I'm working on a Linux powered consumer electronics. Everything user interacts with is running as root (legacy design). Should I make the application run as its own user with restrictions?
Yes. You should run as little code as possible as root. Create a user for the application, or more than one user if the application can be broken up into loosely coupled pieces. In particular, if the user enters private identifying information such as their name or credentials to an online account, or they enter private data such as their favorite recipes/TV shows/…, the private data should preferably isolated and only readable by an account that does as little as possible.
If there's any firmware update mechanism, it should run as a separate user from the main application so that if the main application user is compromised, there's still a chance to recover.
This is good not only to protect against attacks, but also to defend against bugs of non-malicious origin. And this is good even if you aren't too worried about attacks (but who isn't these days, with everything getting online), because it also makes the device more robust against accidental bricking if there's less code that's able to modify the firmware.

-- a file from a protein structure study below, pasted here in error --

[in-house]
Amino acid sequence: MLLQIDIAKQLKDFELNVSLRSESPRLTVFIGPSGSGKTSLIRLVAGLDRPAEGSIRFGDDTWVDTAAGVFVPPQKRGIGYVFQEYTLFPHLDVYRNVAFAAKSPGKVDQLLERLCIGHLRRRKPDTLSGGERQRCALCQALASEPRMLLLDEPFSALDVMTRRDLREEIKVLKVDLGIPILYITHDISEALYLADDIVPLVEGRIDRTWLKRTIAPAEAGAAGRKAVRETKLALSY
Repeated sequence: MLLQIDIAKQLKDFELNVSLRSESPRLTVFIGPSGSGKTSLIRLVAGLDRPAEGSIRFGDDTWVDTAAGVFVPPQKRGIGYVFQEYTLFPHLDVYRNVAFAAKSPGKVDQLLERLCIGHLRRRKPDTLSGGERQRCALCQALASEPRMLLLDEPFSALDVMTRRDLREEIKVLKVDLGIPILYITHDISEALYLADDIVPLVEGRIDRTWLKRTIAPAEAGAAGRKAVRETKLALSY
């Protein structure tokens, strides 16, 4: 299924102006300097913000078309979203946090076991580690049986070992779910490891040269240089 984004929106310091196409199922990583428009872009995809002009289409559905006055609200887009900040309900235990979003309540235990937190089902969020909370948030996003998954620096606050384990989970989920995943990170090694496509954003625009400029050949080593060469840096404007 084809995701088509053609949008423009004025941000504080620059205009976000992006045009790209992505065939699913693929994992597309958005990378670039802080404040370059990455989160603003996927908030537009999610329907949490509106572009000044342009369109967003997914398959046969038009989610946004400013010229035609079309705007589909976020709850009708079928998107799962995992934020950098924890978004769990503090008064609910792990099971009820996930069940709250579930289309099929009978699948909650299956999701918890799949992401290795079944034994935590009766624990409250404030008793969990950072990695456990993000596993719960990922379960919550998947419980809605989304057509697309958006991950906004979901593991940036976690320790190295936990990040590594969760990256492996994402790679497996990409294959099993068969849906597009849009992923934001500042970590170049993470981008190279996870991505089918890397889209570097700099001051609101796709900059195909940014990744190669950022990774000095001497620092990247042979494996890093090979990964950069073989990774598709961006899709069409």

Should I make the application run as its own user with restrictions?
Yes. This is the basic tenet of Defense in Depth. If your application has a security flaw some place which could allow an attacker to read/write to the file system or execute code, the attack can be stopped if the user account does not have permissions to perform the actions which the attacker is attempting.
Dont run as root as much as possible. Still if you want to run as root check what the POSIX capabilities you really neeeds and restrict the capabilities of you root application to a basic minimum required. Otherwords, apply least privilege principle. Even if some of the vulnerabilities in your code are exploited, limiting capabilities will restrict from critical threats(for example network access).